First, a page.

E-lesson 7: Important elements in an engaging story.
Aim of e-lesson 7 is to make aware of the important elements within a story so as to engage the audience.
Time required: 30΄
Read the following text adapted from: http://www.publicengagement.ac.uk/how/guides/narrative-and-storytelling (A guide produced by Graphic Science in collaboration with the NCCPE)
How to tell a story
Decide on the purpose of your engagement, what you want to achieve and what it is important for the audience to know. Then frame your narrative around this. Choose your anecdotes wisely. Don’t use storytelling to explain the simple stuff, use it to simplify the complicated bits.
When constructing a narrative or telling an anecdote, keep your story simple so that it flows neatly.
- Give the story a beginning, a middle and an end
- Introduce the characters and set the stage at the beginning
- Introduce conflict – without conflict you have no story. Conflict can take many forms (i.e. human vs human; human vs society; human vs nature; human vs himself/herself)
- Create a turning point which leads to a resolution.
- Conclude – make sure that all conflict is resolved and there are no loose ends not tied up.
In order to tell a story adequately, it may help to reflect on the structure of the story: There are a number of schools of thought, and tools you can refer to, in order to structure your story and enhance its impact:
The Greek Philosopher, Aristotle set out a three-act structure for storytelling:
- Beginning: Set up the story - introduce the characters and the status quo and then introduce the catalyst.
- Middle: The conflict rises until it reaches a crisis or turning point.
- End: The climax and resolution.
Pad the story out: Gustav Freytag built on Aristotle’s work. He set out five plot components:
- Exposition: The situation before action starts.
- Rising action: A series of conflicts and a crisis.
- Climax: The turning point/most intense moment of the story.
- Falling action: Action that follows the climax.
- Resolution: The conclusion, tying together all threads.
The Story Spine is a template created by the playwright, Ken Adams. It consists of a series of opening sentences which help to structure a narrative:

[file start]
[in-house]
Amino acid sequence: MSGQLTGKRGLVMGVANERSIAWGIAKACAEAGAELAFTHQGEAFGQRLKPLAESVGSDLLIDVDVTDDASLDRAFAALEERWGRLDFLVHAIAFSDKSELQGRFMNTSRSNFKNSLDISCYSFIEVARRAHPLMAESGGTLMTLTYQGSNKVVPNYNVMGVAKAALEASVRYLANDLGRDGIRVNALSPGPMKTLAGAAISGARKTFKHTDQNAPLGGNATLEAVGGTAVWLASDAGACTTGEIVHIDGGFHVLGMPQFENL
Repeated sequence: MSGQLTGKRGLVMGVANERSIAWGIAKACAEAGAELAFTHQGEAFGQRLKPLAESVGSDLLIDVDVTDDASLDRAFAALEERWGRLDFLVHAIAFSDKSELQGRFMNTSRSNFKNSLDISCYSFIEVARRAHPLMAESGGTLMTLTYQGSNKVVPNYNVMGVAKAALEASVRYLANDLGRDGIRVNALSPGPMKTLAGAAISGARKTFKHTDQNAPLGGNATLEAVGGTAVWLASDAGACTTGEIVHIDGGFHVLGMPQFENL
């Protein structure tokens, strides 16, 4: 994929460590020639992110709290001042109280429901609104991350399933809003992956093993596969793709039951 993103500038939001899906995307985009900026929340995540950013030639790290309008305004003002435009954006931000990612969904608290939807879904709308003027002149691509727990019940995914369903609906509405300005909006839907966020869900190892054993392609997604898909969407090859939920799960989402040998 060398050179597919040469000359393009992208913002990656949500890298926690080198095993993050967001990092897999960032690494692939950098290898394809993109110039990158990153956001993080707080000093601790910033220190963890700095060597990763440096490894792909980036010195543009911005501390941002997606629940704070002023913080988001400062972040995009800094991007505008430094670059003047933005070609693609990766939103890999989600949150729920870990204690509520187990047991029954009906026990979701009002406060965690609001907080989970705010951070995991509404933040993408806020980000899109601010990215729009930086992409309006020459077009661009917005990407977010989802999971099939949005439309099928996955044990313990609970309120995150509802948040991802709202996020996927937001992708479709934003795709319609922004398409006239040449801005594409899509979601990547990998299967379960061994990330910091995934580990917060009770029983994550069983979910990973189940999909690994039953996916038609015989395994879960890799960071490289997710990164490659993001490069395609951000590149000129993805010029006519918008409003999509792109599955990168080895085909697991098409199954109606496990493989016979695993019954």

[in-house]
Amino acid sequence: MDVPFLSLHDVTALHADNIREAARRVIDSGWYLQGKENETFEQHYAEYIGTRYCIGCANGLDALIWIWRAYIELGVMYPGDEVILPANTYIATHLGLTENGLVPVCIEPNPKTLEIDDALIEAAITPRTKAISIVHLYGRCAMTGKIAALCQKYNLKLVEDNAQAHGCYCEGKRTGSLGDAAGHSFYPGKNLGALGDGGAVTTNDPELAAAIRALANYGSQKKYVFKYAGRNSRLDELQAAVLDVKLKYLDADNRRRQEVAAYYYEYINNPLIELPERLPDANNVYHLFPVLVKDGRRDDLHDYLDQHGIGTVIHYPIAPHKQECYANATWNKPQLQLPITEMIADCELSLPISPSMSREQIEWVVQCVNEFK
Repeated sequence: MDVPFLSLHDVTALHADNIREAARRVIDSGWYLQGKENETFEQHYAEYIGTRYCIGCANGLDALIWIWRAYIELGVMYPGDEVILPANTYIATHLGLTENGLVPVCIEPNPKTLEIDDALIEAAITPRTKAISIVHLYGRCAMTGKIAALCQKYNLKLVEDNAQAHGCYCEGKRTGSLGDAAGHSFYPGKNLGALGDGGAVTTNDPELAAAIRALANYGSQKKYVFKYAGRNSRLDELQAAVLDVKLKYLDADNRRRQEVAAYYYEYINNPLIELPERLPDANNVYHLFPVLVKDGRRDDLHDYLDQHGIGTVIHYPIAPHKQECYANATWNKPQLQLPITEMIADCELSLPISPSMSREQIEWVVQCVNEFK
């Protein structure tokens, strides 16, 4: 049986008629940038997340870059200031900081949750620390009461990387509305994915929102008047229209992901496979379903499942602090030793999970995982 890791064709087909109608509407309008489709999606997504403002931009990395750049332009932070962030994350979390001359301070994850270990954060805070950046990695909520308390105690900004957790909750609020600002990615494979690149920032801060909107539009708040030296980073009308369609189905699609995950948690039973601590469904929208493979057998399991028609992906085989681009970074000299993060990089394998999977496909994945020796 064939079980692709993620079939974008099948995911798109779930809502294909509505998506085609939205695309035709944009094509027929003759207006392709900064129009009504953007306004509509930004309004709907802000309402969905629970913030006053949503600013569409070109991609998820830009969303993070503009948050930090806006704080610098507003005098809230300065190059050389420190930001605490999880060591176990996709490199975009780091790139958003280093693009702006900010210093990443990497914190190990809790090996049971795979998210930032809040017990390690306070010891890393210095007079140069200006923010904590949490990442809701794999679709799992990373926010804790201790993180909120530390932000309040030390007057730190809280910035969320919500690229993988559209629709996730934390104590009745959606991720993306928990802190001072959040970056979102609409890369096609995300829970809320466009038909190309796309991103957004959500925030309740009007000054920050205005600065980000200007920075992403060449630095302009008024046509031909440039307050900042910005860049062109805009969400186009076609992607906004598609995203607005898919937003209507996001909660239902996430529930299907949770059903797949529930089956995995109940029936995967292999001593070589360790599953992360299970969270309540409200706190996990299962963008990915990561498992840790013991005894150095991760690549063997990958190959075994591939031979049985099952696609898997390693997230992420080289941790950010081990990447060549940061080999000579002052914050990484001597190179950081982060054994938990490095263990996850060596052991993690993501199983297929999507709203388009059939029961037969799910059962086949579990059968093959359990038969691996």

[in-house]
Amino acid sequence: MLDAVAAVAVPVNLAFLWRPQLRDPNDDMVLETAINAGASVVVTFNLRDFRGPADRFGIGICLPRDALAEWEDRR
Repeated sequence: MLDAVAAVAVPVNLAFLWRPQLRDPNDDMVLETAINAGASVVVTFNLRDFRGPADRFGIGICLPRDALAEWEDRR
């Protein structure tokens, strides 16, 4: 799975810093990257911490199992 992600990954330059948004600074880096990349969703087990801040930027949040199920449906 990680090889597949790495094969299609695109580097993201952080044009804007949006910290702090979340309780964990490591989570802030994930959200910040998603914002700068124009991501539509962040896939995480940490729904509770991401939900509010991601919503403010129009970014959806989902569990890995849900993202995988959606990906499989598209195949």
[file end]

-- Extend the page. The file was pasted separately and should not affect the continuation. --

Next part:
- “Once upon a time” – Set the stage, introduce the context and introduce the characters.
- “Everyday” – Establish the norm, so people can achieve a sense of change from what has gone before.
- “But one day” – The catalyst. The reason for telling the story.
- “Because of that” – The heart of the story. The consequences that ensue from the catalyst.
- “Until finally” – The climax.
- “And ever since then” – The resolution and conclusion.
- Create characters for your story and give them a name. People relate to people so give it a human face.
- There should be learning for principal characters that the audience can empathise with, including an opportunity for audience members to learn something about themselves. In his body of work ‘Poetics’, Aristotle suggested that the audience should relate emotionally to the conflict laid out in the plot and any change in the characters as a result. He said that the imitation of events that arouse emotions, such as pity or fear, help the spectator to achieve an emotional release (catharsis).
- Though characters are important, keep your eyes on the plot - the characters exist to drive the plot.
- Anything that does not further the plot and does not weaken the story by its absence is unnecessary and should be removed
Recognize the elements (Structures & Characters) mentioned above in the story “The Soul of Solar Energy: Augustin Mouchot” (or in the story of your choice). You can use the version of the story you have chosen in E-lesson 5 [download DOCUMENT]
- Note with a sentence the beginning (1), the middle (2), and the end (3) of the story
- Write down the names and the characteristics of the characters involved.
- Which is the turning point in this story?
- Which action follows the climax (1) and what is the resolution (2)?
- Do you think that there is redundant information included? Which?